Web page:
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Last week I discussed the basic equipment you need to take care of your saxophone and clarinet. This week, I give you some equipment and tools that will support your playing and grow your musical skills.
Part 2 of Sax and Clarinet Starter Gear
You’ve got the basics: cork grease, cleaning swabs, reeds, and for saxophonists, a neck strap or harness. What tools or equipment would support you on the next leg of your musical journey?
Music Stand and Instrument Stand
While neither one of these are required, they sure are a great support; literally!
Music stands come in all sorts of forms; free-standing, foldable, or desktop.
In the photo on the right are three different models of music stands. I’ve used all of these at one time or another. The desktop is handy when space is limited or even when traveling. After setting it up on your desk or dining table, pull up a chair and get to practicing.
Of course the foldable stand is great for traveling, especially when you’ve got to carry all your own gear. However, because of its flimsy structure, it doesn’t hold much music and can blow over in a strong wind.
These are not the only styles available. Hercules, Petersen, and Proline all make some variation of the foldable music stand and they all seem quite sturdy. The black Manhasset is the standard in many band rooms and orchestras.
Instrument stands are much more diverse in design, durability, and function.
When I was in high school, I used a metal, foldable sax/clarinet stand. Later I added a special straight soprano sax peg. It is very durable and has lasted a long time. The small swivel catch on the lower part of the stand is adjustable to hold either an alto or tenor. It folds up very compactly.
I upgraded to a dual sax stand once I had both alto and tenor saxes. This sturdy stand by Belmonte also has holes to attach pegs of clarinets or flutes or even my straight soprano.
When I saw a saxophonist (who was it? I don’t remember!) using a sax stand that looked as if the sax was floating in mid-air, I had to check it out. Sax-Rax was a British company that made this uniquely designed and strong sax holder. Sax-Rax has been acquired from the founder and operations have been relocated to the United States. I love my Sax-Rax stand! It is very strong. I never worry about the safety of my horns being held by the “bull horns” design grip.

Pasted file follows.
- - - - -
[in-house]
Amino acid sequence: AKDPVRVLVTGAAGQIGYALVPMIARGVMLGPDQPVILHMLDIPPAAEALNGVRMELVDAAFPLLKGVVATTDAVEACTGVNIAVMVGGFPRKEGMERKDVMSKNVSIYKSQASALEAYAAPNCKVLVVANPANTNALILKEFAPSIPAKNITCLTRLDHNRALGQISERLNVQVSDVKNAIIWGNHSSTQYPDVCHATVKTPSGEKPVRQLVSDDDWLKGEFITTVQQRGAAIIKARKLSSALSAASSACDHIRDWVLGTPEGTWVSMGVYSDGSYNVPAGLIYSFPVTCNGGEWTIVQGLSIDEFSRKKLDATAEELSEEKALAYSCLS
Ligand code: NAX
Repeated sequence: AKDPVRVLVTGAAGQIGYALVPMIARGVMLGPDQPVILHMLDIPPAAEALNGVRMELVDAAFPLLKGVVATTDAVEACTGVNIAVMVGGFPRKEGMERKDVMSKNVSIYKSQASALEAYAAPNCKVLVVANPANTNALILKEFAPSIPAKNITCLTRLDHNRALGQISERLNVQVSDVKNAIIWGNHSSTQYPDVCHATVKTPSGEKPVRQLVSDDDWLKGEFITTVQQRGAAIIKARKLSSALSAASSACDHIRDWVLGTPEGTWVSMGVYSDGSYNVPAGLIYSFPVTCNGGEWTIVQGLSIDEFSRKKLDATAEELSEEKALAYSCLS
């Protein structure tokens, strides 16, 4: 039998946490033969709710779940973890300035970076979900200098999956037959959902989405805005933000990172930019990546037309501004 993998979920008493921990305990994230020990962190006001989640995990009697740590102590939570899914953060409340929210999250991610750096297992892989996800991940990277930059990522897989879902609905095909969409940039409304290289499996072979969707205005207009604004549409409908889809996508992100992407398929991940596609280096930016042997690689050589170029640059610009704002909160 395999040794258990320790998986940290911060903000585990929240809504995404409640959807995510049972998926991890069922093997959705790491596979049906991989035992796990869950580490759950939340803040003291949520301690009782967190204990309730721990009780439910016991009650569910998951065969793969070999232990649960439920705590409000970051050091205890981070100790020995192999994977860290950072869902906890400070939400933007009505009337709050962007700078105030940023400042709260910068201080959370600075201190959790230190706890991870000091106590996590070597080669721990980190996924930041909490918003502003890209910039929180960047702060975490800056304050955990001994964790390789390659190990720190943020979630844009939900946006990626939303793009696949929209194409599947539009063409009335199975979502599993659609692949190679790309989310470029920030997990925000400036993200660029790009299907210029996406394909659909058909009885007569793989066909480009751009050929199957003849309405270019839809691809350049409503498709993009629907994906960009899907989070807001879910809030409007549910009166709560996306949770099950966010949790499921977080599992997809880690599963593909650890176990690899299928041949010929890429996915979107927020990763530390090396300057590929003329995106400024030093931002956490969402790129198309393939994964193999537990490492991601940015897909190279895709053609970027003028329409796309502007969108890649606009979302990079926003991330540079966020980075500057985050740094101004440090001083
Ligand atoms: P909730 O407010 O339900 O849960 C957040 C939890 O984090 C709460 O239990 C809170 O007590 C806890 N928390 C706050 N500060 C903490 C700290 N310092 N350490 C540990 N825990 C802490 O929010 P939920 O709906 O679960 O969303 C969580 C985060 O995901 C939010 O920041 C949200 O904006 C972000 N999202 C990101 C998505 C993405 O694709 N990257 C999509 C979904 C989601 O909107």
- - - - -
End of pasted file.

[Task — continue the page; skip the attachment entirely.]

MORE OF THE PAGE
Stand-alone clarinet stands are very portable and compact. Check out these two models both made by K&M. The design on the left has legs that fold up to lay against the center peg. The other design has legs that unscrew from the peg base and fold up to fit inside the peg. Pretty clever, actually. Both are stable and durable models.
Tuners and Metronomes
Now that your sheet music and your instrument(s) are supported, how about supporting your sound with a good tuner. Then a metronome to teach you steadiness in pulse.
Set your tuner to play a true pitch and then you match it on your horn. Use your ears to match the pitch! Yes, most tuners also provide a visual display to let you know when you are in tune or not, but don’t rely on your eyes to tune up. Use your ears!
Play the tuning note on your tuner, then play the corresponding pitch on your instrument. Remember that both saxophone and clarinet are transposing instruments. You need to transpose the concert pitch tuning note to either Bb or Eb.
In the photo above, both tuners are displaying and playing a concert A. For Bb clarinetists, play a “B” on the third line of the staff. Bb tenor saxophonists play a “B” one ledger line and a space above the staff. Eb alto saxophonists play F# on the top line of the treble staff.
Steady as she goes
Metronomes teach you to keep a steady pulse. With regular use, your body learns to keep a variety of tempi and feel the music more naturally.
A good metronome will have options for pulsing 3 or 4 beats to a measure at minimum. The Korg metronome/tuner combo pictured above will count up to 7 beats per measure as well as play triplets, eighth notes, sixteenth notes and various uneven triplet and eighth note patterns. Pulses run from the low of about 48 beats per minute up to about 208 bpm.
I should also mention some online metronomes and tuners. Here’s two free metronome options that I’ve found. Since they are free, both pages sport ads. Metronome Online and Online Metronome. I didn’t find any web-based tuners that were easy to use. The best ones online are apps to download to your tablet or smart phone.
All the devices mentioned in this article are tools to help you with your playing and practicing. And as with all tools, the benefit only comes when you use them. I hope this article has made you aware of some helpful gadgets.
Take the next step in your musical education with some good quality tools and watch your skills grow.